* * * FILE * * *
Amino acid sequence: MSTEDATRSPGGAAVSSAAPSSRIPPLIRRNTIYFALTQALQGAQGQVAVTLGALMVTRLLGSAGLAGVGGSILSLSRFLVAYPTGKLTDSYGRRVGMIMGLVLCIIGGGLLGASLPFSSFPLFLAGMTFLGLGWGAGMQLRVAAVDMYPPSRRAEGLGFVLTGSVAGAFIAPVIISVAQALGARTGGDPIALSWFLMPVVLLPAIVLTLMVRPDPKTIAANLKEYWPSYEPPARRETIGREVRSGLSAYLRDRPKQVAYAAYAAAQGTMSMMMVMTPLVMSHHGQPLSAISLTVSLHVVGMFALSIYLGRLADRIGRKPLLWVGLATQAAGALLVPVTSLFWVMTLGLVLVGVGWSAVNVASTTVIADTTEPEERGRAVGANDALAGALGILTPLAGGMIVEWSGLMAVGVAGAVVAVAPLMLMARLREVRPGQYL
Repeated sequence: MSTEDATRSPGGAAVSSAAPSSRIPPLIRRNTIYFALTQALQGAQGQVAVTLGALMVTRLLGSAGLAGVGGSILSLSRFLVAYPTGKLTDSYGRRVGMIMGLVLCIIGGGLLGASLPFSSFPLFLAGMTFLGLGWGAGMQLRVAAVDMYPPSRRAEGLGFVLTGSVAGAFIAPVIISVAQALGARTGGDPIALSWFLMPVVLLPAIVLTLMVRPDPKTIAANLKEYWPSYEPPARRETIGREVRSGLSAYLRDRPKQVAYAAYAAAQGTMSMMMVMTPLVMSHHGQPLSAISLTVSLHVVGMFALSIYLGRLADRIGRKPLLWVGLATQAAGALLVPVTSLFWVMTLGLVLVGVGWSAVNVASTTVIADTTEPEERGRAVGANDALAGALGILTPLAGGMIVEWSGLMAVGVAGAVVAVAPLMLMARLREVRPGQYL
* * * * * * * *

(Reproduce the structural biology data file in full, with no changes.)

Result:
Amino acid sequence: MSTEDATRSPGGAAVSSAAPSSRIPPLIRRNTIYFALTQALQGAQGQVAVTLGALMVTRLLGSAGLAGVGGSILSLSRFLVAYPTGKLTDSYGRRVGMIMGLVLCIIGGGLLGASLPFSSFPLFLAGMTFLGLGWGAGMQLRVAAVDMYPPSRRAEGLGFVLTGSVAGAFIAPVIISVAQALGARTGGDPIALSWFLMPVVLLPAIVLTLMVRPDPKTIAANLKEYWPSYEPPARRETIGREVRSGLSAYLRDRPKQVAYAAYAAAQGTMSMMMVMTPLVMSHHGQPLSAISLTVSLHVVGMFALSIYLGRLADRIGRKPLLWVGLATQAAGALLVPVTSLFWVMTLGLVLVGVGWSAVNVASTTVIADTTEPEERGRAVGANDALAGALGILTPLAGGMIVEWSGLMAVGVAGAVVAVAPLMLMARLREVRPGQYL
Repeated sequence: MSTEDATRSPGGAAVSSAAPSSRIPPLIRRNTIYFALTQALQGAQGQVAVTLGALMVTRLLGSAGLAGVGGSILSLSRFLVAYPTGKLTDSYGRRVGMIMGLVLCIIGGGLLGASLPFSSFPLFLAGMTFLGLGWGAGMQLRVAAVDMYPPSRRAEGLGFVLTGSVAGAFIAPVIISVAQALGARTGGDPIALSWFLMPVVLLPAIVLTLMVRPDPKTIAANLKEYWPSYEPPARRETIGREVRSGLSAYLRDRPKQVAYAAYAAAQGTMSMMMVMTPLVMSHHGQPLSAISLTVSLHVVGMFALSIYLGRLADRIGRKPLLWVGLATQAAGALLVPVTSLFWVMTLGLVLVGVGWSAVNVASTTVIADTTEPEERGRAVGANDALAGALGILTPLAGGMIVEWSGLMAVGVAGAVVAVAPLMLMARLREVRPGQYL